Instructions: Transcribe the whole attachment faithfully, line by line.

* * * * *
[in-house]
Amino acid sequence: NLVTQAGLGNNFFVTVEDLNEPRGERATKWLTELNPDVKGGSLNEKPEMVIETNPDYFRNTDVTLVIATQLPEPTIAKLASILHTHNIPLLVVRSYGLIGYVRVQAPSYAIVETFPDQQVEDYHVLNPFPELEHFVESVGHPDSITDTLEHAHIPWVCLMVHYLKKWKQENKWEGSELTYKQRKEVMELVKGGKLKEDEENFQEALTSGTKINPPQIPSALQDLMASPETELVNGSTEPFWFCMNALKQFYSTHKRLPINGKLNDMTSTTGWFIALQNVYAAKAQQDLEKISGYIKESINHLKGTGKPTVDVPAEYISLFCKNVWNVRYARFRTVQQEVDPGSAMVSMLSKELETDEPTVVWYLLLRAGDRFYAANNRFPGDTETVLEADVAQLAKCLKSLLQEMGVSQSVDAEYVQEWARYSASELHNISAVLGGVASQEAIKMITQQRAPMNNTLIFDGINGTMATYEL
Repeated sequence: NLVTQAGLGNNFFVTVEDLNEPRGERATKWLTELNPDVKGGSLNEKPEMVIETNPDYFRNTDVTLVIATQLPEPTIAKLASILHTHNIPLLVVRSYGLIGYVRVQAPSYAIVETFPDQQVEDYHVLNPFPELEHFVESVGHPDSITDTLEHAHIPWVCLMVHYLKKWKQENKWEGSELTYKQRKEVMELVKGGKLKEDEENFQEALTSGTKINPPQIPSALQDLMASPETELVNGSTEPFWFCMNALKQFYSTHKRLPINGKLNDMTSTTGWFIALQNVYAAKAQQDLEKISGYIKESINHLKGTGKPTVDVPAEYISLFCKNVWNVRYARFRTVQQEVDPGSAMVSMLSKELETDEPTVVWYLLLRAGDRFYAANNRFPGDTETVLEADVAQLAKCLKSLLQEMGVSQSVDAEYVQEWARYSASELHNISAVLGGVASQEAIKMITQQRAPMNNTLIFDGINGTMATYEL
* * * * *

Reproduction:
[in-house]
Amino acid sequence: NLVTQAGLGNNFFVTVEDLNEPRGERATKWLTELNPDVKGGSLNEKPEMVIETNPDYFRNTDVTLVIATQLPEPTIAKLASILHTHNIPLLVVRSYGLIGYVRVQAPSYAIVETFPDQQVEDYHVLNPFPELEHFVESVGHPDSITDTLEHAHIPWVCLMVHYLKKWKQENKWEGSELTYKQRKEVMELVKGGKLKEDEENFQEALTSGTKINPPQIPSALQDLMASPETELVNGSTEPFWFCMNALKQFYSTHKRLPINGKLNDMTSTTGWFIALQNVYAAKAQQDLEKISGYIKESINHLKGTGKPTVDVPAEYISLFCKNVWNVRYARFRTVQQEVDPGSAMVSMLSKELETDEPTVVWYLLLRAGDRFYAANNRFPGDTETVLEADVAQLAKCLKSLLQEMGVSQSVDAEYVQEWARYSASELHNISAVLGGVASQEAIKMITQQRAPMNNTLIFDGINGTMATYEL
Repeated sequence: NLVTQAGLGNNFFVTVEDLNEPRGERATKWLTELNPDVKGGSLNEKPEMVIETNPDYFRNTDVTLVIATQLPEPTIAKLASILHTHNIPLLVVRSYGLIGYVRVQAPSYAIVETFPDQQVEDYHVLNPFPELEHFVESVGHPDSITDTLEHAHIPWVCLMVHYLKKWKQENKWEGSELTYKQRKEVMELVKGGKLKEDEENFQEALTSGTKINPPQIPSALQDLMASPETELVNGSTEPFWFCMNALKQFYSTHKRLPINGKLNDMTSTTGWFIALQNVYAAKAQQDLEKISGYIKESINHLKGTGKPTVDVPAEYISLFCKNVWNVRYARFRTVQQEVDPGSAMVSMLSKELETDEPTVVWYLLLRAGDRFYAANNRFPGDTETVLEADVAQLAKCLKSLLQEMGVSQSVDAEYVQEWARYSASELHNISAVLGGVASQEAIKMITQQRAPMNNTLIFDGINGTMATYEL